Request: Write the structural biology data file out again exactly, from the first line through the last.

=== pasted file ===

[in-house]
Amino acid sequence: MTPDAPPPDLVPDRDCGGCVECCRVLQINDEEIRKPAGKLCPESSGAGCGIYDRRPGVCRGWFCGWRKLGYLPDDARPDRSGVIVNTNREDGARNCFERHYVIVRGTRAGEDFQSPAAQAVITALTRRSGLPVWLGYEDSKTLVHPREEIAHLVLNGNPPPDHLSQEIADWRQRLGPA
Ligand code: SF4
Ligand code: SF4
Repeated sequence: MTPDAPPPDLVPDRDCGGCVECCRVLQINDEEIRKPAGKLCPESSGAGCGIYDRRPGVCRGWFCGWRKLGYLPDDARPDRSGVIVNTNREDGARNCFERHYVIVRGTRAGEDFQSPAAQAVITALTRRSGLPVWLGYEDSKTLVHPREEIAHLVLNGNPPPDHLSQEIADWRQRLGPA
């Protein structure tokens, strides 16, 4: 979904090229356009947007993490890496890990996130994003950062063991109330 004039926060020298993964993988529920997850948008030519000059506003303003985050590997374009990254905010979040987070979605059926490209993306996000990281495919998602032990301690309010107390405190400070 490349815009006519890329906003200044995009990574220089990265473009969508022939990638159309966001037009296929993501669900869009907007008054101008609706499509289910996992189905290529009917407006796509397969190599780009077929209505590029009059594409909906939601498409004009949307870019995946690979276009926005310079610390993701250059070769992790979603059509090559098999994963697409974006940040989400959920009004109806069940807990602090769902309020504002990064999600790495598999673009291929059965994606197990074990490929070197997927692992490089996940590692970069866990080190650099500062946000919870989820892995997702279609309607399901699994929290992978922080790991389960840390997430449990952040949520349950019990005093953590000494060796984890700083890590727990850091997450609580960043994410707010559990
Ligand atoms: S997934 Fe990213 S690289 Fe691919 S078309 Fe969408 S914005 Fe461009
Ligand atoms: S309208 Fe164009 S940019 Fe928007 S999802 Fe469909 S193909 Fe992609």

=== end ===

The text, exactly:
[in-house]
Amino acid sequence: MTPDAPPPDLVPDRDCGGCVECCRVLQINDEEIRKPAGKLCPESSGAGCGIYDRRPGVCRGWFCGWRKLGYLPDDARPDRSGVIVNTNREDGARNCFERHYVIVRGTRAGEDFQSPAAQAVITALTRRSGLPVWLGYEDSKTLVHPREEIAHLVLNGNPPPDHLSQEIADWRQRLGPA
Ligand code: SF4
Ligand code: SF4
Repeated sequence: MTPDAPPPDLVPDRDCGGCVECCRVLQINDEEIRKPAGKLCPESSGAGCGIYDRRPGVCRGWFCGWRKLGYLPDDARPDRSGVIVNTNREDGARNCFERHYVIVRGTRAGEDFQSPAAQAVITALTRRSGLPVWLGYEDSKTLVHPREEIAHLVLNGNPPPDHLSQEIADWRQRLGPA
């Protein structure tokens, strides 16, 4: 979904090229356009947007993490890496890990996130994003950062063991109330 004039926060020298993964993988529920997850948008030519000059506003303003985050590997374009990254905010979040987070979605059926490209993306996000990281495919998602032990301690309010107390405190400070 490349815009006519890329906003200044995009990574220089990265473009969508022939990638159309966001037009296929993501669900869009907007008054101008609706499509289910996992189905290529009917407006796509397969190599780009077929209505590029009059594409909906939601498409004009949307870019995946690979276009926005310079610390993701250059070769992790979603059509090559098999994963697409974006940040989400959920009004109806069940807990602090769902309020504002990064999600790495598999673009291929059965994606197990074990490929070197997927692992490089996940590692970069866990080190650099500062946000919870989820892995997702279609309607399901699994929290992978922080790991389960840390997430449990952040949520349950019990005093953590000494060796984890700083890590727990850091997450609580960043994410707010559990
Ligand atoms: S997934 Fe990213 S690289 Fe691919 S078309 Fe969408 S914005 Fe461009
Ligand atoms: S309208 Fe164009 S940019 Fe928007 S999802 Fe469909 S193909 Fe992609």